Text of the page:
Foreign Economic Relations: Morocco’s economy is gradually becoming more integrated into the international economic system. On January 1, 2006, a comprehensive bilateral free-trade agreement between Morocco and the United States went into effect. Morocco is only the second Arab nation to have such an agreement with the United States. In December 1999, Morocco entered into a free-trade agreement for industrial goods with the European Union (EU) and expects to participate in a free-trade zone with the EU by 2012. In February 1989, the leaders of Morocco, Algeria, Libya, Mauritania, and Tunisia established the Union of the Arab Maghreb (UMA) to promote a North African free-trade area. However, Algeria’s support for Western Saharan self-determination, Morocco’s condemnation of Iraq’s invasion of Kuwait in August 1990, and mutual visa restrictions by Algeria and Morocco motivated by security concerns rendered the UMA ineffective. Morocco has been a member of the World Trade Organization since January 1995.

Imports: In 2005 Morocco’s imports totaled US$18.2 billion. Principal imports were semifinished products; consumer goods; capital goods; fuel and lubricants; and food, beverages, and tobacco, in order of U.S. dollar value. The top import partners in 2004 were France, Spain, Italy, Germany, Russia, Saudi Arabia, China, and the United States, in order of the value traded.

Exports: In 2005 Morocco’s exports totaled US$9.5 billion. Principal exports were manufactured goods; semifinished products; food, beverages, and tobacco; and raw materials, in order of U.S. dollar value. Morocco leads the world in the export of phosphates. The top export partners in 2004 were France, Spain, the United Kingdom, Italy, and the United States, in order of the value traded. The European Union accounted for 71 percent of exports.

Trade Balance: In 2005 Morocco posted a merchandise trade deficit of nearly US$9 billion.

Balance of Payments: In 2005 Morocco’s balance of payments swung from a slight surplus to a deficit of US$607.5 million. The current account surplus had been declining gradually since 2001.

External Debt: In 2004 Morocco’s external debt totaled US$18.7 billion. The estimated figure for 2005 was US$15.6 billion.

Foreign Investment: In 2003 Morocco experienced a net inflow of foreign direct investment of US$2.3 billion. Of this amount, the United States accounted for only US$307 million. However, direct investment from the United States may receive a boost from the U.S.-Morocco Free Trade Agreement, which went into effect on January 1, 2006. The agreement removes barriers to investment and provides for the protection of intellectual property. Another catalyst for increased foreign direct investment is Morocco’s decision to liberalize the rules for oil and gas exploration.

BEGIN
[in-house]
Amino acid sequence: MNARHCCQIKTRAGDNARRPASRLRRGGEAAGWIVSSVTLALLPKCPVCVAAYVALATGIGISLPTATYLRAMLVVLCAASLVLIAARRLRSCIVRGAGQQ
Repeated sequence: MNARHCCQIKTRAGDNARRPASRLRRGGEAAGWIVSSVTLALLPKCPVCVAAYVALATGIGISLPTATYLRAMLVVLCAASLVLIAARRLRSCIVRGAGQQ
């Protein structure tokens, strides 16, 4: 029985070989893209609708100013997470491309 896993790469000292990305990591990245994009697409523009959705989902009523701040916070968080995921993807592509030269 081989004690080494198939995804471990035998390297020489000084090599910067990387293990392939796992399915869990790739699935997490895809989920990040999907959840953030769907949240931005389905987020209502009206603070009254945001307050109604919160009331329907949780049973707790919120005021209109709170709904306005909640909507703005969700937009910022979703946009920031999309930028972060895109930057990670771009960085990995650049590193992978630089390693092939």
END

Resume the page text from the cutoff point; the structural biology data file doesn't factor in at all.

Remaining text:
Foreign Aid: The World Bank’s total historical involvement in Morocco through July 2005 consisted of 135 operations, representing a commitment of nearly US$9 billion. As of July 2005, the World Bank was pursuing 13 investment projects in Morocco. On December 15, 2005, the World Bank approved loans for financial-sector development, rural water supply, and sanitation investment. Each loan was denominated in the amount of US$200 million. Morocco has special drawing rights with the International Monetary Fund (IMF) but receives no aid from that organization. Since 1953, the United States Agency for International Development (USAID) has provided Morocco with more than US$2 billion of aid. In fiscal year 2005, USAID assistance to Morocco totaled US$28.2 million. In 2005 the United States designated Morocco for the first time as a beneficiary of the U.S. Millennium Account program. Morocco was selected in recognition of its progress in achieving political, economic, and educational reform. Morocco is the top beneficiary among Mediterranean nations of community assistance from the European Union, with commitments totaling more than US$1.4 billion during 1995–2003.

Currency and Exchange Rate: Morocco’s currency is the Moroccan dirham (MAD). In early May 2006, the exchange rate was approximately US$1=MAD8.7.

Fiscal Year: Calendar year.

Last Updated: May 2006

Editor's Note: Country Studies included here were published between 1988 and 1998. The Country study for Morocco was first published in 2006. Where available, the data has been updated through 2008. The date at the bottom of each section will indicate the time period of the data. Information on some countries may no longer be up to date. See the "Research Completed" date at the beginning of each study on the Title Page or the "Data as of" date at the end of each section of text. This information is included due to its comprehensiveness and for historical purposes.

Note that current information from the CIA World Factbook, U.S. Department of State Background Notes, Australia's Department of Foreign Affairs and Trade Country Briefs, the UK's Foreign and Commonwealth Office's Country Profiles, and the World Bank can be found on